Simple Tips for Self Care: Know How You Recharge
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If you caught my post about getting to know yourself, you know I’m a huge advocate of personality profiling tools like Meyers Briggs, Strengths Finder, Love Languages, Gretchen Rubin’s Tendencies, etc. (read the post here). Knowing what makes you unique, what your strengths/weaknesses are, and how you give and receive love can revolutionize your relationships and your productivity.
It doesn’t matter how efficient or amazing you are if you don’t take time to recharge. We all naturally need down time to recharge and fill up our energy and love tanks (that sounds silly, but it makes total sense if you read 5 Love Languages by Gary Chapman). The single most helpful thing I’ve learned about rest is where I fall on the continuum of extrovert to introvert.
It’s important to note that extroverted does not mean outgoing and introverted does not mean shy. Those terms are often assumed to be the same, but I know some shy extroverts and quite a few outgoing introverts (me!).
Most basically, you are extroverted if you feel refreshed and energized after spending time with people and introverted if you need time alone to recharge. If you’re still not sure, take this quiz to figure it out.
Extroverts, Introverts, & Ambiverts
When we think of extroverted people, we tend to picture someone loud and colorful. Not all extroverts are so outgoing, some are reserved, but all extroverts can be described by the following as found on the Quiet Revolution:
Extroverts relish social life and are energized by interacting with friends and strangers alike. They’re typically assertive, go-getting, and able to seize the day. Extroverts are great at thinking on their feet; they’re relatively comfortable with conflict. Given the choice, extroverts usually prefer more stimulating environments that give them frequent opportunities to see and speak with others. When they’re in quiet environments, they’re prone to feeling bored and restless. They are actively engaged in the world around them and at their best when tapping into its energy.
I am truly amazed and impressed by the capacity my extroverted friends have. Sometimes I’m even a bit jealous that they can do so much and balance so many relationships!
Susan Cain, the author of Quiet and writer at Quiet Revolution, describes introverts this way:
Given the choice, you’ll devote your social energy to a small group of people you care about most, preferring a glass of wine with a close friend to a party full of strangers. You think before you speak, have a more deliberate approach to risk, and enjoy solitude. You feel energized when focusing deeply on a subject or activity that really interests you. When you’re in overly stimulating environments (too loud, too crowded, etc.) you tend to feel overwhelmed. You seek out environments of peace, sanctuary, and beauty; you have an active inner life and are at your best when you tap into its riches.
I appreciate people like Susan Cain who are studying and publishing the strengths of introversion because I am an outgoing introvert who used to feel like I had to be an extrovert to be liked or successful. Many introverts feel this pressure since our culture tends to only measure participation and interaction by verbal response: extroverts tend to process information verbally while introverts tend to process internally. Now I am happy to set boundaries to give myself enough time and space alone to truly enjoy the time I have with other people.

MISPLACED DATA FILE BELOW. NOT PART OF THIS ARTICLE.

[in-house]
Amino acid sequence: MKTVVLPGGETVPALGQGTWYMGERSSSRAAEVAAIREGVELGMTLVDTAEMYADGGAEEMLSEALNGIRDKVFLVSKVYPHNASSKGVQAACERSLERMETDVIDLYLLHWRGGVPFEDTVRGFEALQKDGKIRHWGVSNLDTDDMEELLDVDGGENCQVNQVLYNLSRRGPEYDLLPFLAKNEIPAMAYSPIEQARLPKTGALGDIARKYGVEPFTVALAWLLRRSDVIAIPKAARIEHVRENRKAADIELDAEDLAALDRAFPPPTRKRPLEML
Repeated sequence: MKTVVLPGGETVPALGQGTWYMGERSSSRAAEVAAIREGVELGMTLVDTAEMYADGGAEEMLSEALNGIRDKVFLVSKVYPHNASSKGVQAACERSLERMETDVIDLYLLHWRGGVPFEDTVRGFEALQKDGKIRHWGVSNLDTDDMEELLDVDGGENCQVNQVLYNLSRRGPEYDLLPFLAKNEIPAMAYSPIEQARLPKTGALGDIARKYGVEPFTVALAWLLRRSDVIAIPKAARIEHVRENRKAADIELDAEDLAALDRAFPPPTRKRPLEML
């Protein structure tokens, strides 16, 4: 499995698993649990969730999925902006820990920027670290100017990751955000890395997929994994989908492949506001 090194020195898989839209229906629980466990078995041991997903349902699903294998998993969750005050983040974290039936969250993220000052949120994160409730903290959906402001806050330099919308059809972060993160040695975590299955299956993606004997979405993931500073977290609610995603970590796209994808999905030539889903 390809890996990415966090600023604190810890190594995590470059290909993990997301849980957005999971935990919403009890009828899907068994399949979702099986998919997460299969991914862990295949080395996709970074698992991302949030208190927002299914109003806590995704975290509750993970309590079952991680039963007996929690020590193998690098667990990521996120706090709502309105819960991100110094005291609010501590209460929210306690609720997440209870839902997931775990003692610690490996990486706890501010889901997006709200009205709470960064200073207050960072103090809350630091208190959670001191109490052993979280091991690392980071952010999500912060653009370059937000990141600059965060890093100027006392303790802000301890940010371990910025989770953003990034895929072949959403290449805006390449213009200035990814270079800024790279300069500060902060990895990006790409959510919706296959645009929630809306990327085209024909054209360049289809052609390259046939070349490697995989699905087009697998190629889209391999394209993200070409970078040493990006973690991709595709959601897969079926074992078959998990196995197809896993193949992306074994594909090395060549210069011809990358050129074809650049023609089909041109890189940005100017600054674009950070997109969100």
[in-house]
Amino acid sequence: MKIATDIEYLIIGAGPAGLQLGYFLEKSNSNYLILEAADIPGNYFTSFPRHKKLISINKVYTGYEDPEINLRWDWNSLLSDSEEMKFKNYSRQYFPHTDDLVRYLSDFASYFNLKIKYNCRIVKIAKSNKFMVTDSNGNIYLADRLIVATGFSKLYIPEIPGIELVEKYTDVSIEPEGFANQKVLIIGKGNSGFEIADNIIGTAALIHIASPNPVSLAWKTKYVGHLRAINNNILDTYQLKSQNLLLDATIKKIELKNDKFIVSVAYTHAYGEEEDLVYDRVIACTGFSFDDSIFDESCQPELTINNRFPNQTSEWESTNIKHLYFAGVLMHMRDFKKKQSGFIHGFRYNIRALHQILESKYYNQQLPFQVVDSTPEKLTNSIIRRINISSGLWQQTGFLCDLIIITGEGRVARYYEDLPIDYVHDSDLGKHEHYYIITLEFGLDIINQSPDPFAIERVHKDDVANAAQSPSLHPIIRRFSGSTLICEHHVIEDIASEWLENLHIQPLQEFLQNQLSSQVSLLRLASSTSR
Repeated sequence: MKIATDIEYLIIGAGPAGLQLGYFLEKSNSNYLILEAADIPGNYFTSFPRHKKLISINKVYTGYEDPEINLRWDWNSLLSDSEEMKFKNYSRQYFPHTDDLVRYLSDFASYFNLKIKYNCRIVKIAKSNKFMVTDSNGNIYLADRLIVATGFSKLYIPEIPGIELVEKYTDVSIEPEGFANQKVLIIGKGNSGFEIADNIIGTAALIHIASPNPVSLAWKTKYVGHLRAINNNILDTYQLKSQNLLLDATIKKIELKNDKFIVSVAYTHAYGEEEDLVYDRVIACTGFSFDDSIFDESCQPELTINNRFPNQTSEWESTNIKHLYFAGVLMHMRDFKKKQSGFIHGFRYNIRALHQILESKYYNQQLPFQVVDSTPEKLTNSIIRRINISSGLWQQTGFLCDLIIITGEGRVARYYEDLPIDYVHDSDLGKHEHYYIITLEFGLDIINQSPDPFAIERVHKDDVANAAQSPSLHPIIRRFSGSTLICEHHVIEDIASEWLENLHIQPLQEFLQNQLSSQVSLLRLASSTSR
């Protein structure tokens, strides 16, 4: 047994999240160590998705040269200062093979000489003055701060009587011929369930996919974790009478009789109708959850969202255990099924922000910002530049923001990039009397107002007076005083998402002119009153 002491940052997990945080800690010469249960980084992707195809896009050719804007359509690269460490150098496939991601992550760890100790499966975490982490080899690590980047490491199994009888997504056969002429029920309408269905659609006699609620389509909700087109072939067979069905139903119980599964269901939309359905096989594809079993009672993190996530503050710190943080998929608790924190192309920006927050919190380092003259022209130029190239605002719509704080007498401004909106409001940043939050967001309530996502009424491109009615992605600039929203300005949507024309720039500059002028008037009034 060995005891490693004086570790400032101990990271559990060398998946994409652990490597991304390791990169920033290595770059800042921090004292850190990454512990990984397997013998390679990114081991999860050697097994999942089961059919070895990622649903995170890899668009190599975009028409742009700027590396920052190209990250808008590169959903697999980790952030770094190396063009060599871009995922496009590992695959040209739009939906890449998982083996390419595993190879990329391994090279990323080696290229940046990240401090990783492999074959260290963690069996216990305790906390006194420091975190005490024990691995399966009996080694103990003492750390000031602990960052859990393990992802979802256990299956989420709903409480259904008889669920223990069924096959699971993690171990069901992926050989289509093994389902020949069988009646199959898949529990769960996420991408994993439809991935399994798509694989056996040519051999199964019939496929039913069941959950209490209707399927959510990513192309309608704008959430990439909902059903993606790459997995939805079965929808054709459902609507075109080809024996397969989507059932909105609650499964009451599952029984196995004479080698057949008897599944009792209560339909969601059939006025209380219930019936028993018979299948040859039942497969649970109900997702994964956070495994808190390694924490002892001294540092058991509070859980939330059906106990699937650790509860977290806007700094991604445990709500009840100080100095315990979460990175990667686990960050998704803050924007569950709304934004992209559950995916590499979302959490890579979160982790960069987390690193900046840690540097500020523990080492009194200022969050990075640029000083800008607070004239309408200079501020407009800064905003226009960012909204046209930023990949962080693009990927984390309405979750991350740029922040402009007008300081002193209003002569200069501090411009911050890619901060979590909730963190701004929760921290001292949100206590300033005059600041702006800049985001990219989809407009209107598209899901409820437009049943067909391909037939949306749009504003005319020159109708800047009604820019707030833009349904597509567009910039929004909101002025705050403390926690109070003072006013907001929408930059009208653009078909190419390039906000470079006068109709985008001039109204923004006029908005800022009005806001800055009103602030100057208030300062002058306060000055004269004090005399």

Apparently there’s such a thing as an ambivert! Just as it sounds, an ambivert is someone who exhibits both extroverted and introverted behaviors. If any of you are ambiverts, I’d love to pick your brain – I didn’t even know this was a thing until I was writing this post!
Why it matters.
If you’re an extrovert with some time to kill or in desperate need of some rest, it wouldn’t make sense for you to hide and read a book for hours. You’d go crazy. You need to be with people and experiencing the world. Us introverts would love nothing more than an afternoon or evening to ourselves with little to no human interaction.
Being introverted doesn’t make me antisocial, it just means I know my limits. My friends know that nap time is sacred. I need those hours in the afternoon to “introvert” so that I’ve got energy to get through the rest of the day. I enjoy social events and spending time with people, but after a large party or busy outing, I plan a few hours or a whole day of quiet time at home to recover.
It’s difficult to determine the extrovert/introvert tendencies of kids, but so far my kids seem to be extroverts. They get restless if they haven’t been around people in a few hours. Their favorite place is the grocery store because there are so many people to talk to and interact with. As the self-proclaimed Queen of the Introverts, it is often extremely challenging for me to give them the social input they need without completely exhausting myself. Susan Cain’s podcast and parenting resources have been a tremendous encouragement (check out Quiet Revolution for more information).
Make time for it.
We all need time to recharge. None of us can keep going at full capacity forever. That said, I’ll be taking the month of May off from publishing any new posts or podcast episodes. I need time to devote to refreshing my mind and recharging to find new words and thoughts to share.
As much as I hate to share less for a few weeks, it’s important for me to take care of myself and prevent burn out. For me, that looks like extra time to read, think, and even let my brain off the hook for awhile.
What does recharging look like for you? Do you need to schedule it or does it come naturally? Are you an introvert or an extrovert?